Treatment of Q fever in people should be initiated based on clinical signs and relevant risk factors but should not be delayed while waiting for laboratory results. (17) The standard treatment includes administration of doxycycline for a course of 2 weeks for acute illness and 18-24 months for chronic illness. (10) For avian patients with suspected coxiellosis, possible risk factors may include outdoor housing, exposure to ticks, exposure to other infected animals, or immunosuppression. In this case, the macaw was housed outdoors (with suspected exposure to ticks), in the same cage as a male blue and gold macaw, and around other birds. However, these risk factors alone did not immediately indicate coxiellosis. The most prominent physical abnormality in this case was the marked splenomegaly; this may be an indication for clinicians to consider coxiellosis in birds. This bird was initially treated with nonsteroidal anti-inflammatory drugs and antibiotics before PCR results were available. When the PCR results indicated coxiellosis, doxycycline was prescribed; however, the bird died before treatment. In future avian coxiellosis cases, doxycycline is a reasonable choice, but studies are needed to evaluate its efficacy.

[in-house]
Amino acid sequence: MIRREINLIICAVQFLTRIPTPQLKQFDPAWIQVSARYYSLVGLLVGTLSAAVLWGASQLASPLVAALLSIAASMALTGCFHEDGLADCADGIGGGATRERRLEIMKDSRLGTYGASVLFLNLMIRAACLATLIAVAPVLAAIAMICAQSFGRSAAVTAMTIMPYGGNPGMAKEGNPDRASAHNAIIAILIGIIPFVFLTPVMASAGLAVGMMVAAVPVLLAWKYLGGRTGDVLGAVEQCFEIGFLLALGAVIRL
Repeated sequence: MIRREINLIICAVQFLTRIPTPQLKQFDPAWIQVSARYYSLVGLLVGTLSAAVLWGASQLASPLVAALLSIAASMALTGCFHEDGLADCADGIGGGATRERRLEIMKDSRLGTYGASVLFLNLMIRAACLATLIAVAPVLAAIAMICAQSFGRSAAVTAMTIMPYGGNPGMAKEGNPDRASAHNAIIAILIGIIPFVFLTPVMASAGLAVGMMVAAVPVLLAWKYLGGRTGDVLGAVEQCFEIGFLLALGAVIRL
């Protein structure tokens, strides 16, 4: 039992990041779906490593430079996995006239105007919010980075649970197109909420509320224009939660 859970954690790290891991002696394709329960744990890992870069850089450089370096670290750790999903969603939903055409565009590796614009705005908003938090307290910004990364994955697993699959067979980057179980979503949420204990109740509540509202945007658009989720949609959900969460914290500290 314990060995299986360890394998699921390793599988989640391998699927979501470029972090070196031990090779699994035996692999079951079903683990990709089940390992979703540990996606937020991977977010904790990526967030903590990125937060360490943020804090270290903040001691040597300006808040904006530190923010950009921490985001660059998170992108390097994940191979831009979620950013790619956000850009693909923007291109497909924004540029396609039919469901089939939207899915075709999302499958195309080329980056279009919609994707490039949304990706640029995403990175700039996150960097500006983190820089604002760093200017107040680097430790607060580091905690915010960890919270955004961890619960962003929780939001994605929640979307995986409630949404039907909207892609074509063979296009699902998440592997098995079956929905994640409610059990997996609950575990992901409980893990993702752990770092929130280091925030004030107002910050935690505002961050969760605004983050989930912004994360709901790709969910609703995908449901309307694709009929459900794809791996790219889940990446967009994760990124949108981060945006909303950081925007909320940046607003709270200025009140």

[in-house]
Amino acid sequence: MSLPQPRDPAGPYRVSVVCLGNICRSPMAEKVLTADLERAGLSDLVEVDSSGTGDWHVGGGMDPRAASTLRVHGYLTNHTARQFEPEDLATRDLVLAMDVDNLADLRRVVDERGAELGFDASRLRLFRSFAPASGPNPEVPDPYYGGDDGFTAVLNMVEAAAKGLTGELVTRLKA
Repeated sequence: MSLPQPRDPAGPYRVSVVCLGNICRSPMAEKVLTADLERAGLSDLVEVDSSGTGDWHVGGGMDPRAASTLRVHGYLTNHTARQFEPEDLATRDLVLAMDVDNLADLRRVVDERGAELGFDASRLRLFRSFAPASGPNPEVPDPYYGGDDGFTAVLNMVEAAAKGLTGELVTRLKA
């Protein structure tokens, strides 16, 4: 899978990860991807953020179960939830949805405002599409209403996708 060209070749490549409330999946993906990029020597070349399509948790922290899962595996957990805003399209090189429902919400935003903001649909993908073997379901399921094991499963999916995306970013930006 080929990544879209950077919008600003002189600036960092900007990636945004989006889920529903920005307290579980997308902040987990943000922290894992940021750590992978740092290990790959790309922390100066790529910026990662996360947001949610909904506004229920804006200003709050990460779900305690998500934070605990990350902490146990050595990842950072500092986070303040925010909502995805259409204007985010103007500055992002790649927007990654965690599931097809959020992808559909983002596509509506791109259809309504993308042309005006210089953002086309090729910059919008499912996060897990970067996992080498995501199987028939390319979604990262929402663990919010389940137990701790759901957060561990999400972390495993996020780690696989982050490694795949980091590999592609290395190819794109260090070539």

It is presently unknown if avian coxiellosis is directly transmitted or arthropod vectored. Q fever is often directly transmitted; however, as can be seen in the phylogenetic tree (Fig 4), the most closely related organisms are endosymbionts of ticks that have been documented as having essential and mutualistic relationships. (28,29) Some even perform metabolic functions such as vitamin biosynthesis. (30) Each endosymbiont has a tick species with which it is closely linked; these organisms are not known to be pathogenic and are instead thought to have evolved as maternally inherited and beneficial endosymbionts. (24) Endosymbionts of special interest include those of avian ectoparasites or nest parasites. One endosymbiont found in Ornithodoros capensis, a tick commonly found in seabird nests, is closely related to C burnetii. (23) Another closely related endosymbiont has been identified in an Argas monachus, a tick found in a monk parakeet colony. (24) These endosymbionts possibly have the capacity to cause disease. Although disease due to these agents in birds has not been identified, the lack of specificity of clinical signs associated with avian coxiellosis, the lack of available diagnostic testing, and the limited surveillance that has been done in wild bird colonies has made disease recognition quite difficult. Further study of coxiellosis in wild bird populations is indicated. Additionally, the epidemiologic impact of coxiellosis in migratory bird species should also be considered; avian migrations often involve multiple continents, and infections can rapidly become cosmopolitan. Coxiella burnetii is classified as a category B bioterrorism agent (31); given this, the zoonotic potential of avian coxiellosis merits investigation.